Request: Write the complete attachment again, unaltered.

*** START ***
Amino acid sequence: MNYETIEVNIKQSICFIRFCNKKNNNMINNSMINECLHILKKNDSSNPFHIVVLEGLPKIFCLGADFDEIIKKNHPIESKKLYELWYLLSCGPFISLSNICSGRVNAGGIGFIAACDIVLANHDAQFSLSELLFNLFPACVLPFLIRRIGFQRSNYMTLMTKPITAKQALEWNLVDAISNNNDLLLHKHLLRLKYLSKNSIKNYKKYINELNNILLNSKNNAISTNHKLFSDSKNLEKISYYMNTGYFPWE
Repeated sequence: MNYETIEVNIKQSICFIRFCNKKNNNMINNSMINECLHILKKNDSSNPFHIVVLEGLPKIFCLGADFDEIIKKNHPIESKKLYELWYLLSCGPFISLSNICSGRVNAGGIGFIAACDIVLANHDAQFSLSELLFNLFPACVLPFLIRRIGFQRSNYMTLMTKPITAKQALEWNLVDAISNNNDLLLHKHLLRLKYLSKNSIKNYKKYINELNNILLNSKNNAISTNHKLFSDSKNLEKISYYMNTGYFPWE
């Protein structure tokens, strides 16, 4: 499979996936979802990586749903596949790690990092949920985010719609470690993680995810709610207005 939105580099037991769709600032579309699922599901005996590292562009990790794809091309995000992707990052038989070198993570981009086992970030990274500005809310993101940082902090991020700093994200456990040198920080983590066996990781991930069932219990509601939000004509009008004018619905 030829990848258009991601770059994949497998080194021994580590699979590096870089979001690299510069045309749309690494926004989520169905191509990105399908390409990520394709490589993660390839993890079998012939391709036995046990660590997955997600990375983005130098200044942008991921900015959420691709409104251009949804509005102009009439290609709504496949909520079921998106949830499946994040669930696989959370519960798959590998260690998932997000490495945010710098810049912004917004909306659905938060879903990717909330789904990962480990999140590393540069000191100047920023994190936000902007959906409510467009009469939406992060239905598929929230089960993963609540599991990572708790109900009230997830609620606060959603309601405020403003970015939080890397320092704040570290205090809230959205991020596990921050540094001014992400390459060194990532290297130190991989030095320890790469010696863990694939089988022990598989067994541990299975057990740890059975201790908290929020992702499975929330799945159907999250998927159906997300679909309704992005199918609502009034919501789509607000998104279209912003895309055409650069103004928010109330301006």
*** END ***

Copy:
Amino acid sequence: MNYETIEVNIKQSICFIRFCNKKNNNMINNSMINECLHILKKNDSSNPFHIVVLEGLPKIFCLGADFDEIIKKNHPIESKKLYELWYLLSCGPFISLSNICSGRVNAGGIGFIAACDIVLANHDAQFSLSELLFNLFPACVLPFLIRRIGFQRSNYMTLMTKPITAKQALEWNLVDAISNNNDLLLHKHLLRLKYLSKNSIKNYKKYINELNNILLNSKNNAISTNHKLFSDSKNLEKISYYMNTGYFPWE
Repeated sequence: MNYETIEVNIKQSICFIRFCNKKNNNMINNSMINECLHILKKNDSSNPFHIVVLEGLPKIFCLGADFDEIIKKNHPIESKKLYELWYLLSCGPFISLSNICSGRVNAGGIGFIAACDIVLANHDAQFSLSELLFNLFPACVLPFLIRRIGFQRSNYMTLMTKPITAKQALEWNLVDAISNNNDLLLHKHLLRLKYLSKNSIKNYKKYINELNNILLNSKNNAISTNHKLFSDSKNLEKISYYMNTGYFPWE
């Protein structure tokens, strides 16, 4: 499979996936979802990586749903596949790690990092949920985010719609470690993680995810709610207005 939105580099037991769709600032579309699922599901005996590292562009990790794809091309995000992707990052038989070198993570981009086992970030990274500005809310993101940082902090991020700093994200456990040198920080983590066996990781991930069932219990509601939000004509009008004018619905 030829990848258009991601770059994949497998080194021994580590699979590096870089979001690299510069045309749309690494926004989520169905191509990105399908390409990520394709490589993660390839993890079998012939391709036995046990660590997955997600990375983005130098200044942008991921900015959420691709409104251009949804509005102009009439290609709504496949909520079921998106949830499946994040669930696989959370519960798959590998260690998932997000490495945010710098810049912004917004909306659905938060879903990717909330789904990962480990999140590393540069000191100047920023994190936000902007959906409510467009009469939406992060239905598929929230089960993963609540599991990572708790109900009230997830609620606060959603309601405020403003970015939080890397320092704040570290205090809230959205991020596990921050540094001014992400390459060194990532290297130190991989030095320890790469010696863990694939089988022990598989067994541990299975057990740890059975201790908290929020992702499975929330799945159907999250998927159906997300679909309704992005199918609502009034919501789509607000998104279209912003895309055409650069103004928010109330301006």